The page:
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RockCounsellor – MusicTherapy LP

RockCounsellor’s new LP ‘MusicTherapy’ seeks to conjour up the legacies of your Europes, Van Halens, and Meatloafs of the past, but on this occasion it’s slightly more filler than killer despite showing some signs of promise across the record. If this had been an EP that had dropped into my lap with just the select few making up the track listing, I would be singing the praises of this release, but I’m left more frustrated and dare I say uninspired by the real slog that is its mid-section on reflection.

I will give RockCounsellor the credit he deserves for moments in this release, and that credit begins with 2nd track Eggshells. A real ‘funk-rocker’ of a song, punchy slap bass grooves and tight drums really take the lead in directing the song throughout its course. I’m a big fan of the distant, yet crunchy interruptions of guitar licks in the verses, really filling out the texture of the song in the moments it needs beefing up. It swells and falls in a genuinely interesting bridge that crescendos up to a point where you really wish it would explode beyond returning to the same chorus we’ve already had. If it could have reached 5th gear for that final 30 seconds it probably would’ve sat more comfortably atop the pedestal of my favourite track on the album, but I’d still rate it as the number one release on this LP.

The next 5 tracks are, unfortunately, where that killer really becomes filler. I don’t really have much to say about this middle leg of the album, other than it really was quite inconsequential. No one track stands out from the rest, other than perhaps ‘Ferrari-Driving Investor’, but for all the wrong reasons. Although I can appreciate the sentiment of the track, its lyrical execution is fairly bland and clichéd, almost tinged by childish insults rather than genuinely interrogative and interesting wordplay.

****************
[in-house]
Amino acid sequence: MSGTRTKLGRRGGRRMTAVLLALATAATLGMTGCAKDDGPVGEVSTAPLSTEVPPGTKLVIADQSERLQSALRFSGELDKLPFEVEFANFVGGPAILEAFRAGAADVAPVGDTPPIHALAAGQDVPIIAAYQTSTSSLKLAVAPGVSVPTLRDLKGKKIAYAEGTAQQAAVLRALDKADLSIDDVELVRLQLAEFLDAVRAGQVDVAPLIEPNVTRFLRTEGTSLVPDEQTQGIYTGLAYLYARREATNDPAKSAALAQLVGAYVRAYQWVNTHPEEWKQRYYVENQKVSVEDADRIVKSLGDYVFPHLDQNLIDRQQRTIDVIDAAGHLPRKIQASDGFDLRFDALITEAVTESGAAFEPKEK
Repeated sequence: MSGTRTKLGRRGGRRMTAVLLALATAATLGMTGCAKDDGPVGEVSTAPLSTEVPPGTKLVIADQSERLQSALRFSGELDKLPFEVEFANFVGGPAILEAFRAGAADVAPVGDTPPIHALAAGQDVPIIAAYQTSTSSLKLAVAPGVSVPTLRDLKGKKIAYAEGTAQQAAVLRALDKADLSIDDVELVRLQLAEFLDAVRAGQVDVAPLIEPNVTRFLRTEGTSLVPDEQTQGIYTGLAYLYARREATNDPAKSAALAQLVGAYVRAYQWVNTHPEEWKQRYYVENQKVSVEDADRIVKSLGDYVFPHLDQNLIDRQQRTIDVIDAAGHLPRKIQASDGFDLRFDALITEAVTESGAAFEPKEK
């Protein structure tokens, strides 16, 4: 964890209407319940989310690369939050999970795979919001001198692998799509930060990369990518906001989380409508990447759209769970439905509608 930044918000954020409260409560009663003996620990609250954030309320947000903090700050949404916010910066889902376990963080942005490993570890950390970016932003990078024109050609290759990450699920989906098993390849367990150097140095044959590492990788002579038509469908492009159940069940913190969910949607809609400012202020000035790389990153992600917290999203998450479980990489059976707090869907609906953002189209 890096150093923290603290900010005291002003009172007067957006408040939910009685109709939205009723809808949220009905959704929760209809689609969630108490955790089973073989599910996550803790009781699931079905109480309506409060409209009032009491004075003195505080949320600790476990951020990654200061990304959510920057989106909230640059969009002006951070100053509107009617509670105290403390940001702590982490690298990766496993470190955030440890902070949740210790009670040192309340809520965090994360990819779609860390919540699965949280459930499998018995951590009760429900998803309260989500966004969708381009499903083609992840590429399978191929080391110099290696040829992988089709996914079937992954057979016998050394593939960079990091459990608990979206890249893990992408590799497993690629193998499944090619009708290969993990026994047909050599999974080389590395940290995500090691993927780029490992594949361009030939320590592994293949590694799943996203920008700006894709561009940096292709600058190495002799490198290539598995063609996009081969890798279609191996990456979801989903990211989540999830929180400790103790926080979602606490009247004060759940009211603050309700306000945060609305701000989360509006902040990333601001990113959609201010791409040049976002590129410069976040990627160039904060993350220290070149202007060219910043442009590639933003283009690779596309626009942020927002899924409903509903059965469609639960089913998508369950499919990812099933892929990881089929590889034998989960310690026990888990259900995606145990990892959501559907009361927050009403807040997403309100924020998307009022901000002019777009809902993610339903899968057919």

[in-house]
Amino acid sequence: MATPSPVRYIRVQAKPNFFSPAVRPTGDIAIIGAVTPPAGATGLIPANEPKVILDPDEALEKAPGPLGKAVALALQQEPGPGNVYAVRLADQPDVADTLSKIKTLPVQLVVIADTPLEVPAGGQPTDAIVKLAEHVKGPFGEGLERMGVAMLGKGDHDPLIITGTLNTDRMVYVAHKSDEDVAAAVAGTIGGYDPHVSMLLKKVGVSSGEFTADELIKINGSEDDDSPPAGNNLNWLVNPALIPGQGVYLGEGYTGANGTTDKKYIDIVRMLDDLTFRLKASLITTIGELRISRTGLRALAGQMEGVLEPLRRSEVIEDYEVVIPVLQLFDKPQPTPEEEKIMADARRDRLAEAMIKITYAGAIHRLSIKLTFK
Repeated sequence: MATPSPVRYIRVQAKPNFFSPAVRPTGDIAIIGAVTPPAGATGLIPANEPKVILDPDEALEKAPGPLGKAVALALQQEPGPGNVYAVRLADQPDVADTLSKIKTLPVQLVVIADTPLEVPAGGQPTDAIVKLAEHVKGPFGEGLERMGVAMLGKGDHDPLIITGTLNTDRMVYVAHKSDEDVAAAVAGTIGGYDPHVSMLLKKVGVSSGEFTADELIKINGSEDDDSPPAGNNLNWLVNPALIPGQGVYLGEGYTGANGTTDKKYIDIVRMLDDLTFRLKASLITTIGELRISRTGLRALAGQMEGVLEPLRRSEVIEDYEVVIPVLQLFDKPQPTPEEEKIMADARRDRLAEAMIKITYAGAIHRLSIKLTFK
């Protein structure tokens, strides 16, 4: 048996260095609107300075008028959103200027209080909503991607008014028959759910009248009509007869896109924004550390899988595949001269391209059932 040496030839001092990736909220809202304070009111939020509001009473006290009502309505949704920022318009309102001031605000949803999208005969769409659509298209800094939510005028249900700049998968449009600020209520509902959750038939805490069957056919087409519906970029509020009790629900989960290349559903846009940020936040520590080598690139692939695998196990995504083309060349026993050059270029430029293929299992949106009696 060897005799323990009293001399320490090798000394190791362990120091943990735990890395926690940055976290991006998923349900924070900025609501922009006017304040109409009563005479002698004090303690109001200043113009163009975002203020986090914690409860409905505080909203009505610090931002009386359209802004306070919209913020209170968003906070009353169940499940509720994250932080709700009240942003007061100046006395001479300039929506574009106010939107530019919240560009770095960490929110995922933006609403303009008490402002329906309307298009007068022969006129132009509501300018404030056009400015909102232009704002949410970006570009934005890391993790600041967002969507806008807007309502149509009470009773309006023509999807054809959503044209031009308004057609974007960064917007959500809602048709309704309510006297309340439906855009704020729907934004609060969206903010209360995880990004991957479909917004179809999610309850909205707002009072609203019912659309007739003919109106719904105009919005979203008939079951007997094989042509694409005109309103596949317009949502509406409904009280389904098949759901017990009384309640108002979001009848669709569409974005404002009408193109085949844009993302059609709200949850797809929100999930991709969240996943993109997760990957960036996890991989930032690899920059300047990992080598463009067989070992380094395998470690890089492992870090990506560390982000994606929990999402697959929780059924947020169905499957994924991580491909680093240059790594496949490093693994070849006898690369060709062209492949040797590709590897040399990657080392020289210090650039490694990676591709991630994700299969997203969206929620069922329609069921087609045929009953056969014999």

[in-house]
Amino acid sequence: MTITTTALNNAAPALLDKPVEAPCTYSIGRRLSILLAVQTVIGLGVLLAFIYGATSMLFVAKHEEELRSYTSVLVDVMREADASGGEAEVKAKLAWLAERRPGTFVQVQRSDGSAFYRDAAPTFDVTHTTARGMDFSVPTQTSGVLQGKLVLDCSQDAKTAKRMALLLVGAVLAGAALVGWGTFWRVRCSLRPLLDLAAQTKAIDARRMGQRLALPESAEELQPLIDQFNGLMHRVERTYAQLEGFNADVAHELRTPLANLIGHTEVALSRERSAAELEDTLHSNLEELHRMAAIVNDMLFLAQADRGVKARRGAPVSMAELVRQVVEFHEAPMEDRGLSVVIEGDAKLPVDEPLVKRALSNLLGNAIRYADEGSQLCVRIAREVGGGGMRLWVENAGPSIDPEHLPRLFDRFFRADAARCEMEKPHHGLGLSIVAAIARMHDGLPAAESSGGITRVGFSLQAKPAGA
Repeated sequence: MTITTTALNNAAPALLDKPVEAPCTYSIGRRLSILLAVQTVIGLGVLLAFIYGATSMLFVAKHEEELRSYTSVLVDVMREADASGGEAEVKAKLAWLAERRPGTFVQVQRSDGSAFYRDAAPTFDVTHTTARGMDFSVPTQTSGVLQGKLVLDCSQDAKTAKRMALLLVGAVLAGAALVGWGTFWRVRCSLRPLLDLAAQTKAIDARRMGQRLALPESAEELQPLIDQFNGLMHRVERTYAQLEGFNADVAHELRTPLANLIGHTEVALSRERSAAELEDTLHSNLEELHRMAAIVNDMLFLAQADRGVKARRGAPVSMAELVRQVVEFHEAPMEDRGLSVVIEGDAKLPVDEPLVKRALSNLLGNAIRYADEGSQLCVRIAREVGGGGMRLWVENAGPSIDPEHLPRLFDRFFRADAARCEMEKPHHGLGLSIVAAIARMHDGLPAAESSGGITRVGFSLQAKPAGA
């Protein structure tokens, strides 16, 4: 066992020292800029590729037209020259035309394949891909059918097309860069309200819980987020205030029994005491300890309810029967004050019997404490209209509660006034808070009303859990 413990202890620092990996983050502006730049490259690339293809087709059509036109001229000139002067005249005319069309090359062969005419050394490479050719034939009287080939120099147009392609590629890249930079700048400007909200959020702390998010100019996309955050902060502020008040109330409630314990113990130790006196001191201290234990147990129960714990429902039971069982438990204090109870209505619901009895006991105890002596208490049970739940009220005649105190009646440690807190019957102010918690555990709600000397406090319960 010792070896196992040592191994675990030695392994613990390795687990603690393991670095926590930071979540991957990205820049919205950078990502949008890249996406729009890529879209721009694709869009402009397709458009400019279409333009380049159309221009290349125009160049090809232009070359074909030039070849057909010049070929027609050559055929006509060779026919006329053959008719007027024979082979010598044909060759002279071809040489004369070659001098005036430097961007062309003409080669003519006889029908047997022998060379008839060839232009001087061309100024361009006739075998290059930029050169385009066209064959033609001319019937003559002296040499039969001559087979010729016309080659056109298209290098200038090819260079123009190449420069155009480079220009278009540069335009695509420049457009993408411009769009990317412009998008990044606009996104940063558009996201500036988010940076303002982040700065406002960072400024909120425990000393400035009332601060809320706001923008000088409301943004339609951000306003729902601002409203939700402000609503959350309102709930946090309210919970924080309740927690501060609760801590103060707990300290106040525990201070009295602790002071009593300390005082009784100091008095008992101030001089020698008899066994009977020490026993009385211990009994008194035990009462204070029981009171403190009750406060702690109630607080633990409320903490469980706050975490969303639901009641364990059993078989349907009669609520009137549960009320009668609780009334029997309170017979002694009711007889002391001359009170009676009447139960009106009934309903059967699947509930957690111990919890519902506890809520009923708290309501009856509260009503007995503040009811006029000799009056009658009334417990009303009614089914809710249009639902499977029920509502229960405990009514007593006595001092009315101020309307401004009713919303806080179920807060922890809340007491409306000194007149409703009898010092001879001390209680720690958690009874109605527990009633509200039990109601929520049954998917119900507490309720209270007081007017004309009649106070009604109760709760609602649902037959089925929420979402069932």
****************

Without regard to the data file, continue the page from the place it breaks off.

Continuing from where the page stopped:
Forgetting this mid-section, I’m then met by an altogether strong close to the record in the forms of tracks ‘Middle Aged Man’, ‘Pinot Grgio’, and ‘If You Could Be Wrong’; all for different reasons. The combination of self-deprecation and self-love on Middle Aged Man, with its ‘I don’t care I’m doing this for me’ candid attitude, is refreshing to hear across an album of classic rock that relies heavily on its predecessors. I hear Journey, I hear ELO, I hear Van Halen, but most importantly I really hear RockCounsellor in this track. It’s the right side of reminiscence; “the music he grew up on that keeps him feeling young”, reimagined and executed well. ‘Pinot Grigio’, with its driving synthesised bassline feels the newest and most exciting concept on the album, and stands apart from the rest of the tracklist; it almost has a disco feel (if you can imagine disco played by a hard rock band!).

Final track ‘If You Could Be Wrong’ is a bit of an epic at a touch over 8 minutes in length, and the challenge with a song of that length is to keep the listener engaged throughout. I’d say that, broadly, RockCounsellor is successful on this occasion. A slow to build, cinematic and string-lead first half does its job in setting up a rock-opera ending that I feel this album needed. It gives closure well, and is also something that I wouldn’t necessarily have expected on hearing the first 9 tracks.

This is a strange one for me, all in all. There are real signs of promise, and moments I really enjoyed on MusicTherapy, and yet there were also track-upon-track that I really, really didn’t. As I’ve already mentioned, if this release had dropped as a 4 or 5 song EP, I feel like I could’ve had more of a connection to the release as a whole, versus individual songs. I’d still encourage you to give this record a chance if classic rock is your thing. Will this become your favourite album in that genre? No, I don’t think it will. Will it make you want to hear more from RockCounsellor going forward. I reckon so.

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